Tap Pilam executive officer Ramon Vasquez said the organization was surprised when Mills and the Spurs first reached out to it about the fashion line but quickly warmed up to the team’s attentiveness and support of its work, which Vasquez calls reversing the extinction of the American Indian.
“I have no concerns about cultural appropriation,” Vasquez said. “This is a good example of a good partnership and how to be culturally sensitive. I think more teams should consider the acknowledgment of the aboriginal people of the lands that they are on.”
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The Tap Pilam provided the Spurs’ graphics team with images of rock art from Coahuiltecan tribes of South Texas and northeast Mexico, then went back and forth with sketches before signing off on the final design.
Along the way, Mills worked with Tap Pilam tribal elders and members, touring several of San Antonio’s missions with them and soaking in their stories any chance he could get, which included a smoke ceremony and a barbecue that favored traditional American Indian foods over shrimp on the barbie.
“I loved it,” Mills said. “It’s almost spine-tingling similar to what we do in Australia. And I think that’s why the oneness was so tight. I could relate to all the stories, the lifestyle and the fights and everything they go through now and have been.”
For Mills, that goes back to his parents in Australia. Benny and Yvonne Mills met and married while working in Indigenous Affairs in Australia’s capital city of Canberra, then later founded the basketball club for indigenous boys and girls that would include their son on the roster.
Mills has remained connected to his home country since becoming a professional basketball player a decade ago. Early in his NBA career, he started the Assist Australia charity for Queensland flood relief. And just last July, the newlywed skipped his honeymoon with his wife, Alyssa, to provide emergency water relief to the drought-stricken Australian town of Walgett.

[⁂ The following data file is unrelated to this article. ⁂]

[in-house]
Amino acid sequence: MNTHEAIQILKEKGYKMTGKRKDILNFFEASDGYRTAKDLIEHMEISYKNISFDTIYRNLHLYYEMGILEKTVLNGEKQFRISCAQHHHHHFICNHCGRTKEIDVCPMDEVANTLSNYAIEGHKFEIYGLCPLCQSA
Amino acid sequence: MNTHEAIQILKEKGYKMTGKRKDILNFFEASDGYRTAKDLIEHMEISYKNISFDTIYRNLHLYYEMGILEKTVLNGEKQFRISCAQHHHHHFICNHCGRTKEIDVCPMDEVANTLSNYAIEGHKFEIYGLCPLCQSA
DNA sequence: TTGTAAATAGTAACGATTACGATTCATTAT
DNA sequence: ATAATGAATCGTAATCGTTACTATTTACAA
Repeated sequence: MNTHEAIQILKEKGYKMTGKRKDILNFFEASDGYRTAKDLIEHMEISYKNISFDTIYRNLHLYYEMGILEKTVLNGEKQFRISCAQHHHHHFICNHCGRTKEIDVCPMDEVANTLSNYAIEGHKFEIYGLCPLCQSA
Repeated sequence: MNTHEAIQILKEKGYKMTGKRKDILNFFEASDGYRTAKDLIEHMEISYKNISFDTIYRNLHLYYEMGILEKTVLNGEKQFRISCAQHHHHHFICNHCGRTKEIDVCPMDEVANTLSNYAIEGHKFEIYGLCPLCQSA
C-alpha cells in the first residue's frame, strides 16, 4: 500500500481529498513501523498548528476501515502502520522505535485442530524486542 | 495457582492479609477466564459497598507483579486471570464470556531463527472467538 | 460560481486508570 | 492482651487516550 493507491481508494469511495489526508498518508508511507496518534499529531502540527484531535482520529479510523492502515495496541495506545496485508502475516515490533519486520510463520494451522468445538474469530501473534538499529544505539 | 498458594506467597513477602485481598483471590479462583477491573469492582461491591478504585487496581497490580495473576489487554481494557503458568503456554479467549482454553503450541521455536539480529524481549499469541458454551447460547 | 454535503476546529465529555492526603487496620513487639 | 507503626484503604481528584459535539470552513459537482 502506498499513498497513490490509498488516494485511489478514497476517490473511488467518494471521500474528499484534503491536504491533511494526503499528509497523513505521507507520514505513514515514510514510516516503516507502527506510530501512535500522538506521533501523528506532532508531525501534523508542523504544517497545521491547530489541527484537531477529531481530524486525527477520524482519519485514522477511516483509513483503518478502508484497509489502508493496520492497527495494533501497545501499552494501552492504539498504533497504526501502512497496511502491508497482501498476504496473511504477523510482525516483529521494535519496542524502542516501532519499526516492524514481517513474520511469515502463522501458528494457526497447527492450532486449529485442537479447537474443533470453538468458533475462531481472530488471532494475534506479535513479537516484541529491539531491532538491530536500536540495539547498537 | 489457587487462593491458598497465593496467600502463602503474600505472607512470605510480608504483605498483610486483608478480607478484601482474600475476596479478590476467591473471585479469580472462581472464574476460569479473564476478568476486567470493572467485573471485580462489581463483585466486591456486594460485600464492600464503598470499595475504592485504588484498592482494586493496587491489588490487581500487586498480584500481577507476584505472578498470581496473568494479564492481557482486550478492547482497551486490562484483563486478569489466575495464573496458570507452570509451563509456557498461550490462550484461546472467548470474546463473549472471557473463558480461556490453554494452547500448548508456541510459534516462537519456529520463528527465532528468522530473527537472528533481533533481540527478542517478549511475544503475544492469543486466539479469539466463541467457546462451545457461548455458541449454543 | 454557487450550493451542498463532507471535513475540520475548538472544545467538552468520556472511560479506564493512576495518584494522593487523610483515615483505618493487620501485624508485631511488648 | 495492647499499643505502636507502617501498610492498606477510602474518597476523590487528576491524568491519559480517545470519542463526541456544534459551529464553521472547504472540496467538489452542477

As for supporting indigenous cultures through fashion, that also hits close to home for Mills.
Several years ago, Alyssa launched StraitSwim, a swimwear line inspired by the Torres Strait Islands so close to Mills’ heart.
The full Spurs x Mills x Tap Pilam collection will roll out Jan. 19 at the Spurs Fan Shop at the AT&T Center. Remaining pieces will then be sold online at spursfanshop.com and at the Spurs store at the Shops at La Cantera.
It’s a follow-up to the La Cultura line the team released in October, which featured the Silver & Black’s classic Fiesta colors from the ’90s when the team logo fronted a swatch of turquoise, fuchsia and orange.
Vasquez said he hopes the new fashion line helps educate San Antonio locals and visitors alike on the American Indian contribution to the city. Cultural equity, he added, needs be the foundation of tourism in the city.
Meanwhile, Mills said he sees himself as a bridge for all cultures in San Antonio. He considers the new fashion line a fun way to bring the community together through basketball and, he hopes, continue to educate and enlighten residents about all the people who make San Antonio unique and strong.
And what better way to make that point than with a stylish shout-out to the city’s original home team.
René Guzman is a features reporter in the San Antonio and Bexar County area. Read him on our free site, mySA.com, and on our subscriber site, ExpressNews.com. | email@example.com | Twitter: @reneguz